|Platform||Type Two platform (Tipo Due)|
|Wheelbase||2,540 mm (100.0 in)|
|Length||4,020 mm (158.3 in) (Bravo)
4,190 mm (165.0 in) (Brava)
|Width||1,750 mm (68.9 in)|
|Height||1,420 mm (55.9 in)|
The Fiat Bravo and Fiat Brava (Type 182) are small family cars produced by the Italian automaker Fiat from 1995 to 2001. They were effectively two versions of the same car, the Bravo a three-door hatchback and the Brava a five-door hatchback.
The Bravo name was revived in 2007 with the all-new Fiat Bravo, a replacement of the Stilo. The new version is available only with five doors. The name Brava was also used in the United States in the 1980s on the earlier Fiat 131.
The Bravo and the Brava were replacements for Fiat’s successful but ageing Tipo model. The two cars were very different in styling detail and driving experience, the Bravo chassis being tuned for more precise handling whilst the Brava was tuned for better comfort. Even the interior trim and many of the body colours were unique to either one version or the other. The cars came with all new engines, the base model using a 1.4 L 12-valve engine producing 80 PS (59 kW). Three other petrol engines were available: the 103 PS (76 kW) 1.6 L 16-valve; the 113 PS (83 kW) 1.8 L 16-valve engine and the top of the range 2.0 L 20-valve R5 unit used in the HGT model, which produced 147 PS (108 kW) and which could take the car to a maximum speed of 213 km/h (132 mph), later in 1999 the 155 HGT model replaced the older model, power rising to 155 PS (114 kW). Two turbodiesel engines were also available: both were 1.9 L four cylinder units, one producing 75 PS (55 kW) and the other making 100 PS (74 kW). The Bravo/Brava was voted European Car of the Year on its launch.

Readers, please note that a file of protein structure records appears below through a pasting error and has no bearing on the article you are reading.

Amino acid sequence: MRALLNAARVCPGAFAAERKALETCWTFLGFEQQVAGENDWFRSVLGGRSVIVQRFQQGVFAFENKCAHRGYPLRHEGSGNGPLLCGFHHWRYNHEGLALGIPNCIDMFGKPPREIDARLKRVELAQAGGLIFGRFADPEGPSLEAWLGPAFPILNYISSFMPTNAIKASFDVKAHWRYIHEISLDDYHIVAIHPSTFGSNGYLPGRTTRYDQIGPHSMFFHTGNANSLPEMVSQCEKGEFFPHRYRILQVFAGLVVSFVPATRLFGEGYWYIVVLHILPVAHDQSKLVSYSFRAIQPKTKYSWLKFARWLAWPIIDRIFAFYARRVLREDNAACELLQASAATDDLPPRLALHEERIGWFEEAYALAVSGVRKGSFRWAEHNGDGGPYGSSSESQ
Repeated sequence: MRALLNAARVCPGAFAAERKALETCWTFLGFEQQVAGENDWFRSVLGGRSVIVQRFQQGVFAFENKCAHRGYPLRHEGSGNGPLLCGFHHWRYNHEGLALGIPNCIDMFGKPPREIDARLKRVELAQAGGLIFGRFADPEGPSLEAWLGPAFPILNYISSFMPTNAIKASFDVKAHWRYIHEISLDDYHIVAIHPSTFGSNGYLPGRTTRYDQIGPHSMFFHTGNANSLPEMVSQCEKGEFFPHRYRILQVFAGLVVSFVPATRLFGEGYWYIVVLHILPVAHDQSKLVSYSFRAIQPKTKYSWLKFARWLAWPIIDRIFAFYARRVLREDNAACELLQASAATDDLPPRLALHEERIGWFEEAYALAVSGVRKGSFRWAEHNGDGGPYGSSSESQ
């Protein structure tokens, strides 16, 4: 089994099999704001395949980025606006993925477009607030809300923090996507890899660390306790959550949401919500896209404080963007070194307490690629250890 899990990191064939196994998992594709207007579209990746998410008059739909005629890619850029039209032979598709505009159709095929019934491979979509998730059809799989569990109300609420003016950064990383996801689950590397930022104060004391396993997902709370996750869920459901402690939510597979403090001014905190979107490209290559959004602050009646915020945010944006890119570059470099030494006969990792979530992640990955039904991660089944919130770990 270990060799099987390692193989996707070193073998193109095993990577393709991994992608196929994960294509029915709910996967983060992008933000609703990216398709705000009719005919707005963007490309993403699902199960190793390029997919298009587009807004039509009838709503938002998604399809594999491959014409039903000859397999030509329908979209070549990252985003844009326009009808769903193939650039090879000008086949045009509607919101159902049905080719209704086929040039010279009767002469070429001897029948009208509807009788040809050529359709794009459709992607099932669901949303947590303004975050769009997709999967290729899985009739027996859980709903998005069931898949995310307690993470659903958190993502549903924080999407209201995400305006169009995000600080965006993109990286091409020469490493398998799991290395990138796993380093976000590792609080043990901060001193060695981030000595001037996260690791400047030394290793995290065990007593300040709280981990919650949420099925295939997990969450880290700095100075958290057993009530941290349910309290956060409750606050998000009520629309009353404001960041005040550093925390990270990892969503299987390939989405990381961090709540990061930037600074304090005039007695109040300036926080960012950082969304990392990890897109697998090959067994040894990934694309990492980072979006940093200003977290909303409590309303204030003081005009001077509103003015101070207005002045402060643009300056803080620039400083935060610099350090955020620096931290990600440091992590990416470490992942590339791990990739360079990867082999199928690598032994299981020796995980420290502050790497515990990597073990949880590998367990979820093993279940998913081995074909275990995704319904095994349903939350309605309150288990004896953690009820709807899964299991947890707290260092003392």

In 1996, the Bravo/Brava chassis spawned saloon and estate versions, badged Fiat Marea, a car which was aimed at Ford Mondeo and Opel/Vauxhall Vectra buyers, which won praise for its large boot. Another car based on the Bravo/Brava underpinnings was launched in 1998: the curious-looking Fiat Multipla, a six-seater compact MPV.
The Bravo/Brava received a mild makeover in 1999, but there were few real changes except the replacement of the 1.4 L 12-valve engine with a 1.2 L 16-valve engine from the smaller Fiat Punto and a restyling of the dashboard. The 1.9 turbodiesel was also phased out in favour of 1.9 JTD diesel units (now with and 105 PS or 77 kW), to give even better economy and refinement.
In late 1999 Fiat introduced the Abarth accessories for the Bravo, available were more aggressive wheels and bodykit, performance was the same as the 1.8 HGT model. Was produced since 2000 until 2002.
The Bravo/Brava was discontinued in late 2001, and replaced by the all-new Fiat Stilo.